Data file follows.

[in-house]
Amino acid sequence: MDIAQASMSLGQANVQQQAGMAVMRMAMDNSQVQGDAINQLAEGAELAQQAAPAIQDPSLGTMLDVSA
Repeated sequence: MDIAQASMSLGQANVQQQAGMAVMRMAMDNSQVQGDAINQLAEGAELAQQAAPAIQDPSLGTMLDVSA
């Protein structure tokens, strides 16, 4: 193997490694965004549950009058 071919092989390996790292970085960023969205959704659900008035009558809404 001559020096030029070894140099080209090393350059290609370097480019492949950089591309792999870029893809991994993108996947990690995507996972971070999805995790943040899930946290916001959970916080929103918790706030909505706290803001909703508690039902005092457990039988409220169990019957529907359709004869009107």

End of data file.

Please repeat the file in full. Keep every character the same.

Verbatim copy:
[in-house]
Amino acid sequence: MDIAQASMSLGQANVQQQAGMAVMRMAMDNSQVQGDAINQLAEGAELAQQAAPAIQDPSLGTMLDVSA
Repeated sequence: MDIAQASMSLGQANVQQQAGMAVMRMAMDNSQVQGDAINQLAEGAELAQQAAPAIQDPSLGTMLDVSA
């Protein structure tokens, strides 16, 4: 193997490694965004549950009058 071919092989390996790292970085960023969205959704659900008035009558809404 001559020096030029070894140099080209090393350059290609370097480019492949950089591309792999870029893809991994993108996947990690995507996972971070999805995790943040899930946290916001959970916080929103918790706030909505706290803001909703508690039902005092457990039988409220169990019957529907359709004869009107």